Scottish Castles Photo Library
- Ackergill Tower, Caithness

Ackergill Tower

Dating back to 1476, Ackergill was a Keith stronghold - The Earl Marshall of Scotland Sir Reginald de Cheyne owning the house and estate, then estimated at well over 500,000 acres. Various Captains signing under the name of Keith looked after the lands in Caithness for many years and the estate passed in direct descent for eight generations, until the battle of Flodden in 1513. These were barbarous times and it became increasingly difficult for the Keiths to maintain their remote lands in the North of Scotland. The fifth Earl of Caithness took the tower by force in the late 1600's and held it for several years until Cromwell's troops in 1671 sent the Earl scurrying for safety in Orkney.

Ackergill Tower The house and grounds were duly returned to the Keiths but by 1696, tired of their most northern property, they sold it to Sir William Dunbar, of Hempriggs. In 1845 Sir George Dunbar, recently created Lord Duffus, employed David Bryce, the Edinburgh architect to transform the castle into the finest gentleman's seat in the North of Scotland. The Castle had a short period of glorious splendour in the late 1800's with hunting and shooting parties but the cost of the building and upkeep of Ackergill Tower soon took its toll and combined with Victorian gambling debts led to a period of slow decline.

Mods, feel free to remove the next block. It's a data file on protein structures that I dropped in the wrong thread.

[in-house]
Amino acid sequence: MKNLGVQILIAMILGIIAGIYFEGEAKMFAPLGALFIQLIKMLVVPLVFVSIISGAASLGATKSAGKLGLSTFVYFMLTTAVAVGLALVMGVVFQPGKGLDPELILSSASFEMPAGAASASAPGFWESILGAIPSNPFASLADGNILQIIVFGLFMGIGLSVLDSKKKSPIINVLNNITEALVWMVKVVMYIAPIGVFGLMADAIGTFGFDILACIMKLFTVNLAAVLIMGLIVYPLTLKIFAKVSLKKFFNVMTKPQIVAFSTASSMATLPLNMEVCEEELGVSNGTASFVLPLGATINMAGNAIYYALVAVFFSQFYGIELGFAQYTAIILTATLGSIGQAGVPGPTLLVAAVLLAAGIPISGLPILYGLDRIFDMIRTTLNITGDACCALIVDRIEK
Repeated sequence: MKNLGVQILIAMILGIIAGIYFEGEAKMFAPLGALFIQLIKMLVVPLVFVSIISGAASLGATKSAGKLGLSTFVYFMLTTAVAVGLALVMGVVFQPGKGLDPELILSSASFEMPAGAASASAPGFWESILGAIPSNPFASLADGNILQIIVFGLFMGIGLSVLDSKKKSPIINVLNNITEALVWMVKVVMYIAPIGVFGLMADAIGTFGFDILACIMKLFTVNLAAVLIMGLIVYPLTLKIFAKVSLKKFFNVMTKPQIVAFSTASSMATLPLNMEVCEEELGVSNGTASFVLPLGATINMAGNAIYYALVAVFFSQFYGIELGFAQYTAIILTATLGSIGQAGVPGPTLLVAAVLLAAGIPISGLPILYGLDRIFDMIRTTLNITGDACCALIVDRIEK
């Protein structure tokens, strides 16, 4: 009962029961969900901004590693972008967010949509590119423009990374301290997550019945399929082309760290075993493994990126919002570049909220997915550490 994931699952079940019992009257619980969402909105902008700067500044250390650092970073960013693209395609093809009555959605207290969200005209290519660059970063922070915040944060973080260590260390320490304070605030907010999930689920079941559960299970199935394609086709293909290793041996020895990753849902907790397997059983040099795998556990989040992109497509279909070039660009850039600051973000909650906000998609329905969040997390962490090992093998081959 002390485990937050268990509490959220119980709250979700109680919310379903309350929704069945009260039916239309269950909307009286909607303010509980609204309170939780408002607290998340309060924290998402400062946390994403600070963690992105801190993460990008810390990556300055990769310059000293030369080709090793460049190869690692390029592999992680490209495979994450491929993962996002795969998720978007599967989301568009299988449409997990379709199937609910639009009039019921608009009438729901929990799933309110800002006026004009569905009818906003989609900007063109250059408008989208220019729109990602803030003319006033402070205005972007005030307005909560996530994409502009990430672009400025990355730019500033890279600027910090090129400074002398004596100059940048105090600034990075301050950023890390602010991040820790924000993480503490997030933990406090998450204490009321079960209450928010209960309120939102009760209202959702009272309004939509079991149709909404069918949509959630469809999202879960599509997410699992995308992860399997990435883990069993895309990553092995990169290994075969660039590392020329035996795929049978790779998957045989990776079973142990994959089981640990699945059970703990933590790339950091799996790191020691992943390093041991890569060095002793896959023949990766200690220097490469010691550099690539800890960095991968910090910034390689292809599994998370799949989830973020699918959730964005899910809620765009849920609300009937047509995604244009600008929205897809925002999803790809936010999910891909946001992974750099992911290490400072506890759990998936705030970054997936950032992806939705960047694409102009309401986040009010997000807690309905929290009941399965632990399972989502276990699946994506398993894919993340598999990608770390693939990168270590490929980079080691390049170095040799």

The Castle was considered beyond salvation, when it was purchased in 1986 by the present owners - John and Arlette Bannister. In 1988, after a much loved restoration, the castle opened its doors once again and is now the premier letting property in the whole of Scotland.

(The text for this page was written by Andrew Loyd. Andrew has, by founding Loyd & Townsend-Rose ( LTR ), transformed his love of ancient castles into a highly successful business. LTR offer access to some of the finest private castles, including Birkhill, Glenapp and Myers, as well as other properties in Scotland and beyond).

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